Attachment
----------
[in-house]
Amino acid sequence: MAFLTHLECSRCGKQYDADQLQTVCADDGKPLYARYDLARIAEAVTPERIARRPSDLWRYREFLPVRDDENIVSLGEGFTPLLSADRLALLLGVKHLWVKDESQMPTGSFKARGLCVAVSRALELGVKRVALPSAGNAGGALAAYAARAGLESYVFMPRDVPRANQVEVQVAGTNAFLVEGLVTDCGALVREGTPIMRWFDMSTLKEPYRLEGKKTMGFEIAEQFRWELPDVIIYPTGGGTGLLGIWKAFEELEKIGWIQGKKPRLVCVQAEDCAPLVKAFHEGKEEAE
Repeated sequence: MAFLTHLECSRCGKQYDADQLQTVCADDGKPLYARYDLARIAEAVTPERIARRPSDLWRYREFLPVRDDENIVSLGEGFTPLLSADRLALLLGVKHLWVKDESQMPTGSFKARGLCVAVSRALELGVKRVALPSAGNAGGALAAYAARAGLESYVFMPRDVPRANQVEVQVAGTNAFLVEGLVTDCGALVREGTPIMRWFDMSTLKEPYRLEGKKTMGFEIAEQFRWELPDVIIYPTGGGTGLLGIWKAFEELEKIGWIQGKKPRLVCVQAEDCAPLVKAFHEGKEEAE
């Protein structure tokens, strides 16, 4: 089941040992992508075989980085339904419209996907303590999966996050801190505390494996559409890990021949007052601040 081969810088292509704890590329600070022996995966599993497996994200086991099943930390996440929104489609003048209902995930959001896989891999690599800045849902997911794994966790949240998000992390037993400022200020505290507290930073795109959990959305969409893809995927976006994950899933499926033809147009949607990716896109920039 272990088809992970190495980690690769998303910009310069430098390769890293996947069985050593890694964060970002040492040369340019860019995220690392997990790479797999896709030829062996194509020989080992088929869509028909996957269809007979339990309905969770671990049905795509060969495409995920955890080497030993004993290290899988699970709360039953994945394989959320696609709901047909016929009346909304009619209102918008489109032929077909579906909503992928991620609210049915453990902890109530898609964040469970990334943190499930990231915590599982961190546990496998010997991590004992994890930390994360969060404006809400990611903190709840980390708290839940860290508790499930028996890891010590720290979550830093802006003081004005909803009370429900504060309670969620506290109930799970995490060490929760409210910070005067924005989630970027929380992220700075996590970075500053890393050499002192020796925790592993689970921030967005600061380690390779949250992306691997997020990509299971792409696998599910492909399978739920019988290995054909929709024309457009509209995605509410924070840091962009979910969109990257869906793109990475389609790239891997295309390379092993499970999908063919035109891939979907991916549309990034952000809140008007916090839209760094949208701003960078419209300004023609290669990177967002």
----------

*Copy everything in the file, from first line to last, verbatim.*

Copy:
[in-house]
Amino acid sequence: MAFLTHLECSRCGKQYDADQLQTVCADDGKPLYARYDLARIAEAVTPERIARRPSDLWRYREFLPVRDDENIVSLGEGFTPLLSADRLALLLGVKHLWVKDESQMPTGSFKARGLCVAVSRALELGVKRVALPSAGNAGGALAAYAARAGLESYVFMPRDVPRANQVEVQVAGTNAFLVEGLVTDCGALVREGTPIMRWFDMSTLKEPYRLEGKKTMGFEIAEQFRWELPDVIIYPTGGGTGLLGIWKAFEELEKIGWIQGKKPRLVCVQAEDCAPLVKAFHEGKEEAE
Repeated sequence: MAFLTHLECSRCGKQYDADQLQTVCADDGKPLYARYDLARIAEAVTPERIARRPSDLWRYREFLPVRDDENIVSLGEGFTPLLSADRLALLLGVKHLWVKDESQMPTGSFKARGLCVAVSRALELGVKRVALPSAGNAGGALAAYAARAGLESYVFMPRDVPRANQVEVQVAGTNAFLVEGLVTDCGALVREGTPIMRWFDMSTLKEPYRLEGKKTMGFEIAEQFRWELPDVIIYPTGGGTGLLGIWKAFEELEKIGWIQGKKPRLVCVQAEDCAPLVKAFHEGKEEAE
């Protein structure tokens, strides 16, 4: 089941040992992508075989980085339904419209996907303590999966996050801190505390494996559409890990021949007052601040 081969810088292509704890590329600070022996995966599993497996994200086991099943930390996440929104489609003048209902995930959001896989891999690599800045849902997911794994966790949240998000992390037993400022200020505290507290930073795109959990959305969409893809995927976006994950899933499926033809147009949607990716896109920039 272990088809992970190495980690690769998303910009310069430098390769890293996947069985050593890694964060970002040492040369340019860019995220690392997990790479797999896709030829062996194509020989080992088929869509028909996957269809007979339990309905969770671990049905795509060969495409995920955890080497030993004993290290899988699970709360039953994945394989959320696609709901047909016929009346909304009619209102918008489109032929077909579906909503992928991620609210049915453990902890109530898609964040469970990334943190499930990231915590599982961190546990496998010997991590004992994890930390994360969060404006809400990611903190709840980390708290839940860290508790499930028996890891010590720290979550830093802006003081004005909803009370429900504060309670969620506290109930799970995490060490929760409210910070005067924005989630970027929380992220700075996590970075500053890393050499002192020796925790592993689970921030967005600061380690390779949250992306691997997020990509299971792409696998599910492909399978739920019988290995054909929709024309457009509209995605509410924070840091962009979910969109990257869906793109990475389609790239891997295309390379092993499970999908063919035109891939979907991916549309990034952000809140008007916090839209760094949208701003960078419209300004023609290669990177967002």